With close to 65% of Americans failing at saving for retirement, perhaps one of the reasons why is that they don’t understand the investment choices that are available. For example, just the other day I had a young investor call me and ask, “Justin, what is an IRA?” Maybe you’ve wondered that very same thing. Well today, we’re examining the details of IRA’s for you.
You may hear the term IRA quite often—which stands for Individual Retirement Account. The basic purpose of an IRA is you to deposit money into an account that is for you in retirement. For example, if I set up an IRA, it would be titled Justin Goodbread’s Individual Retirement Account. Once you deposit the money into the IRA, the money grows tax-deferred.
Here’s an example, let’s say I put $5,000 into the IRA. I make 10% return (since this is a simple calculation to get my point across) on it in that first year or $500 bucks. Because the IRA grows tax-deferred, I don’t have to claim that $500 of growth when it comes time to report my income on my tax return. Because the growth is not eroded by taxes the IRA can grow more rapidly than an account which pays taxes on the earnings. In my example, in year two, not only am I earning money have my initial $5,000 investment, but the $500 I made in year one is also positioned for earnings. Again, we will say I make another 10%, which means I made $550 this time ($5,000 + $500) x 10%=$550.00). So the money compounds per the investment performance as long as I don’t mess with the principal. When we reach retirement, that $5,000 account—in theory, depending on how you fund it, and how you invested it—could be well worth $300,000, $400,000, or more.
Now, here’s the kicker. There are tons of rules governing IRAs. These governing rules are primarily set forth by the Internal Revenue Service or the IRS. For the purpose of this post, I’m going to focus on the two primary rules you need to know. Remember we’re trying to keep this simple and quite frankly the rules for IRAs can be anything but.
“The IRA is designed for retirement, not as a savings account. Once you put the money in the IRA, you SHOULD NOT withdrawal the funds until you are 59 1/2.”Click to tweet
The first rule is there is a maximum amount which you can contribute (deposit). In 2018, that amount is $5,500 per year. Now, another caveat to that is if you are over 50, there is catch-up provision where you can save $6,500 per year in your IRA as of right now.
The second rule to remember is the IRA is designed for retirement, not as a savings account. Once you put the money in the IRA, you SHOULD NOT withdrawal the funds until you are 59 1/2. This is probably the hardest principle for people to follow. They understand it, but life happens. Their emergency fund is non-existent. They just didn’t plan for whatever it is that comes at them. Now, here they are in their 40s or 50s and decide to grab the money out of their IRA’s. Here’s what instantly happens:
The IRS theoretically says, “you know what, not only are you going to pay taxes on the money that is in your account, but you’re also going to pay a penalty—a 10% penalty—because you broke the rules of the IRA.” Now, because you broke the rules of the IRA, you could be possibly paying 15- 40% in ordinary income taxes, along with another 10% for your penalty.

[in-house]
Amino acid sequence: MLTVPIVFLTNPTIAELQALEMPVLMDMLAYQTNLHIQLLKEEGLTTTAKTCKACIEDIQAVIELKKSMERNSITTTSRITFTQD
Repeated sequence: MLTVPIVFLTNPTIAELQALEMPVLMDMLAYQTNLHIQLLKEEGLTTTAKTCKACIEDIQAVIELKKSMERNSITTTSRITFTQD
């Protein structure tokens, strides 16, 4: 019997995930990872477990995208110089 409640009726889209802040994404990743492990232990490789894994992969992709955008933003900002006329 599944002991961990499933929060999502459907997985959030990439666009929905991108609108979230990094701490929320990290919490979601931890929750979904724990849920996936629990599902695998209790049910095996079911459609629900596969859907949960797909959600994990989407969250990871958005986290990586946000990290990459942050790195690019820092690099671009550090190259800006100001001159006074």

Here is where it gets really dangerous; often, the older we get, the more money we potentially earn. So whenever the owner withdrawals money from their IRA, they could end up paying 40-50%, maybe even 60% if they have to throw in state income taxes, from an IRA distribution. Here’s a prime example. I know an individual that wanted to buy a house, and he needed some money for the down payment. So he went in, against the advice of his advisor, pulled out a hundred-and-some-thousand dollars from his IRA. That $100,000 distribution ended up costing him almost $60,000 in taxes and penalties alone! It was crazy!
So remember, as long as you leave the money alone and follow the rules, the IRA grows tax-deferred, hence allowing the account value to grow, grow, grow. If you don’t take the distribution out of the account until you’re 59 1/2, then theoretically, you now have an account with some value in it. When you need income to supplement your other retirement income, you can pull from your IRA.
The premise is when we enter retirement, we may have a little bit of Social Security, along with other retirement assets; however, this retirement account will help subsidize the income you need in your golden years. When you start pulling money out in retirement, you will then pay income tax on the distribution. Many times, your income in retirement will be a lower rate than during your earning years.
There are tons of things you can do with IRAs. Just follow the rules. I’ve only given you two. One being, here’s how much you can put into it; the other is when you can use the money. If you keep those two things in the back of your mind and max out the contribution, it’s a really good planning tool! Talk with your adviser and if you don’t have one, give me a call. We’ll see if we can help you out.